Roma and Roads

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 For the end of the world was long ago,
          And all we dwell to-day
          As children of some second birth,
          Like a strange people left on earth
          After a judgment day.

          For the end of the world was long ago,
          When the ends of the world waxed free,
          When Rome was sunk in a waste of slaves,
          And the sun drowned in the sea.

          When Caesar's sun fell out of the sky
          And whoso hearkened right
          Could only hear the plunging
          Of the nations in the night.

          When the ends of the earth came marching in
          To torch and cresset gleam.
          And the roads of the world that lead to Rome
          Were filled with faces that moved like foam,
          Like faces in a dream.

          And men rode out of the eastern lands,
          Broad river and burning plain;
          Trees that are Titan flowers to see,
          And tiger skies, striped horribly,
          With tints of tropic rain.

          Where Ind's enamelled peaks arise
          Around that inmost one,
          Where ancient eagles on its brink,
          Vast as archangels, gather and drink
          The sacrament of the sun.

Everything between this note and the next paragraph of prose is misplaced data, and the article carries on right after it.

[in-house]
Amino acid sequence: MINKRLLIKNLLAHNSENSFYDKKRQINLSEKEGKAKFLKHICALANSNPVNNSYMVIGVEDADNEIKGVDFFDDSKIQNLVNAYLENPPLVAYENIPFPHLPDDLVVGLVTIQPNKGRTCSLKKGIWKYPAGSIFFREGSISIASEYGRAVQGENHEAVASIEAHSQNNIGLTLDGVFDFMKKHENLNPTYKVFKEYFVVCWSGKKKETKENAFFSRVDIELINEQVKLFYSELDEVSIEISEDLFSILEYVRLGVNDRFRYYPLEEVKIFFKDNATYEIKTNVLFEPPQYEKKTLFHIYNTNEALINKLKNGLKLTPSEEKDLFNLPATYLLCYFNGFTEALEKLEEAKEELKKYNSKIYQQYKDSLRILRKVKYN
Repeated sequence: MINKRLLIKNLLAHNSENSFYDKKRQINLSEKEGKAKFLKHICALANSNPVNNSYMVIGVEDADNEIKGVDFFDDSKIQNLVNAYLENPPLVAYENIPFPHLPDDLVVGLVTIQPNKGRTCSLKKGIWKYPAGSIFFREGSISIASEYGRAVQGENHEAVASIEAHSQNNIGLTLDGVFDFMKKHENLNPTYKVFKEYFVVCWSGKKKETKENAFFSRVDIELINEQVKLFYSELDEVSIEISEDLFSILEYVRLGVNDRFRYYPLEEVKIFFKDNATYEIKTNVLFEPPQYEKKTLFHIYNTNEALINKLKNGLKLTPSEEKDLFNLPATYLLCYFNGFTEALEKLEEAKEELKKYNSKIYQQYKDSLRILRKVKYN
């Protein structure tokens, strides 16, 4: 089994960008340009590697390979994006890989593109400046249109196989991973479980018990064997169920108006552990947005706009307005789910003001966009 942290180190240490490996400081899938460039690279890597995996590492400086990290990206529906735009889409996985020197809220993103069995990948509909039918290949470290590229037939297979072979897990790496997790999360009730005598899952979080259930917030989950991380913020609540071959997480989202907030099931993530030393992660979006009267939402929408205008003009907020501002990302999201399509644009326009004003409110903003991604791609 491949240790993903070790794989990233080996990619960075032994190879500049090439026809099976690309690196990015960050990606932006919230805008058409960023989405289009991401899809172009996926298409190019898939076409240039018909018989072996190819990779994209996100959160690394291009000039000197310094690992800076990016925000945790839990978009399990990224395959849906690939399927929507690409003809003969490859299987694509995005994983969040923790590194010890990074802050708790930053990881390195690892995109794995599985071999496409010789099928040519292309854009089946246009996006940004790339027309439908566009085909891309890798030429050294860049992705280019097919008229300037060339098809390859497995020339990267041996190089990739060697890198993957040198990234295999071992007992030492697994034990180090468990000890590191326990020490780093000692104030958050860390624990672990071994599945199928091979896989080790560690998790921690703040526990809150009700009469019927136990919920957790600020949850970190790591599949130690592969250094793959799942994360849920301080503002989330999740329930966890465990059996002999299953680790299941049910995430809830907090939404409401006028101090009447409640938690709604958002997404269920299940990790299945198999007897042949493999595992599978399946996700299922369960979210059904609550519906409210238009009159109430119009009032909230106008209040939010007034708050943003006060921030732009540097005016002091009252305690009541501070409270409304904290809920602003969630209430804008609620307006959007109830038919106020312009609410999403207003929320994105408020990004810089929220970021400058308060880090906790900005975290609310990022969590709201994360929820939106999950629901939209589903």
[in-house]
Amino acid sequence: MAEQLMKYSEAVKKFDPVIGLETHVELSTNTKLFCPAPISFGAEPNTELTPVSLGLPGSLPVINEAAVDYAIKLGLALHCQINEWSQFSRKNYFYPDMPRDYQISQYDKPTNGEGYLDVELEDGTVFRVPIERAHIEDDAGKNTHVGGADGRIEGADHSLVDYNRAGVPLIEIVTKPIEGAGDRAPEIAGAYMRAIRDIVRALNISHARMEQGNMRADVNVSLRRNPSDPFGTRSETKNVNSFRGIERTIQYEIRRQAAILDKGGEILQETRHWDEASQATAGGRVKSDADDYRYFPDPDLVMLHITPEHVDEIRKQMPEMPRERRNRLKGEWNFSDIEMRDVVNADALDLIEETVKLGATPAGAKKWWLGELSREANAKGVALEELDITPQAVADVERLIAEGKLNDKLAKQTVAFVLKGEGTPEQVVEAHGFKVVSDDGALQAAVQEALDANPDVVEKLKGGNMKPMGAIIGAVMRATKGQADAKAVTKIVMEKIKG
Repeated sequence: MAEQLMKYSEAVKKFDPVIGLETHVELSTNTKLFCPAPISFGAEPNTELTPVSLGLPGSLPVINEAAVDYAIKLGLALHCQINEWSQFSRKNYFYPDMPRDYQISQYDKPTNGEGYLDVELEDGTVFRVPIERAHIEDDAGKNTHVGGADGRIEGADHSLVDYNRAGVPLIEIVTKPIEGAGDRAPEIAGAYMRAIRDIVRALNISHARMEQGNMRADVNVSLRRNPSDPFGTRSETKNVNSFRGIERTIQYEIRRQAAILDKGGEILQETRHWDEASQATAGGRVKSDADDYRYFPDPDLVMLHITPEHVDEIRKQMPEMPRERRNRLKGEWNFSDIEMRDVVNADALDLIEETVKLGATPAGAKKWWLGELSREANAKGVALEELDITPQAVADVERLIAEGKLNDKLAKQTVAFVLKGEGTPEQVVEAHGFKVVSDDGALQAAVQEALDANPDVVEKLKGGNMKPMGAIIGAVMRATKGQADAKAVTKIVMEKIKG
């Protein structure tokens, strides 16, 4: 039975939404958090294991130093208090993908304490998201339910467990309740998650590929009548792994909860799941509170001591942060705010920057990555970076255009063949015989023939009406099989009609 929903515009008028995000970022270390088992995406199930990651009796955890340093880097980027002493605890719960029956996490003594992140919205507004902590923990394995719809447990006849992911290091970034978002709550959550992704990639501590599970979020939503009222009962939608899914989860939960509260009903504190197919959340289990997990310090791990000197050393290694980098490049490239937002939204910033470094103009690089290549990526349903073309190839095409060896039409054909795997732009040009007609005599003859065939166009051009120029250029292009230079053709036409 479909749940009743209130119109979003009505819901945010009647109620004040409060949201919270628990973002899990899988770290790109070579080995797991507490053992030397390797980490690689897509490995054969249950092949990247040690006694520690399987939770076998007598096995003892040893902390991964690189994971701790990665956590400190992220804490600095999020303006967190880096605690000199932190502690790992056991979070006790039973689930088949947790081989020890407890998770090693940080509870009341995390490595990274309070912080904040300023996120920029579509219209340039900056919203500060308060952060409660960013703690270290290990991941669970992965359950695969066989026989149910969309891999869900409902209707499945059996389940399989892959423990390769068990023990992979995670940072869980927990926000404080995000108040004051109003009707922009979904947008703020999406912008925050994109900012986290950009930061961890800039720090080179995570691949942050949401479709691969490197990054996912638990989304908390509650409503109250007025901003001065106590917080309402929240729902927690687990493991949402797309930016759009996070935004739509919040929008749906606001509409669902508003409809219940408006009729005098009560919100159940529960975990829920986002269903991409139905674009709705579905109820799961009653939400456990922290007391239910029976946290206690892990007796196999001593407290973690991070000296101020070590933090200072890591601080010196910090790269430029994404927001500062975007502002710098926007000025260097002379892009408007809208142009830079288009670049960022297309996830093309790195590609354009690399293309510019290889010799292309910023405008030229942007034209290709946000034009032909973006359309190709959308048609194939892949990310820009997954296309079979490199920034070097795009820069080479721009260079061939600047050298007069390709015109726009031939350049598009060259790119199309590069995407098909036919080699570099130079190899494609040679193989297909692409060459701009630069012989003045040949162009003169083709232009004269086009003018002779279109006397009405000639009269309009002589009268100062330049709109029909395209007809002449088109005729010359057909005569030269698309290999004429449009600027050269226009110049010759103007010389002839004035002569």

And men brake out of the northern lands,
          Enormous lands alone,
          Where a spell is laid upon life and lust
          And the rain is changed to a silver dust
          And the sea to a great green stone.

          And a Shape that moveth murkily
          In mirrors of ice and night,
          Hath blanched with fear all beasts and birds,
          As death and a shock of evil words
          Blast a man's hair with white.

          And the cry of the palms and the purple moons,
          Or the cry of the frost and foam,
          Swept ever around an inmost place,
          And the din of distant race on race
          Cried and replied round Rome.

          And there was death on the Emperor
          And night upon the Pope:
GK Chesterton, The Ballad of the White Horse

 

 

 

 

 

 

Hattip to Dale Price.  The Roman roads were a magnificent representation of what the Roman passions for building and order could accomplish.  Prior to Rome, empires might, over several hundred years, build some ramshackle “road” to connect its capitol and a major port, but only the Romans realized what a powerful tool for unification, well maintained, and well constructed, roads were.  Roman roads were military and economic assets of the first order.  Their remnants held nations in awe for long centuries after the Empire fell.  Roman roads were not equaled until the nineteenth century, almost 1500 years after the fall of the Empire in the West.  Christians, of course, should never forget how the Gospel was spread, in the providence of God, throughout the Empire along those same roads.  Go here to read a superb brief article on the roads of Rome.

 

The Roman Road is the greatest monument ever raised to human liberty by a noble and generous people. It runs across mountain, marsh and river. It is built broad, straight and firm. It joins city with city and nation with nation. It is tens of thousands of miles long, and always thronged with grateful travellers.

Robert Graves, Claudius the god and his wife Messalina

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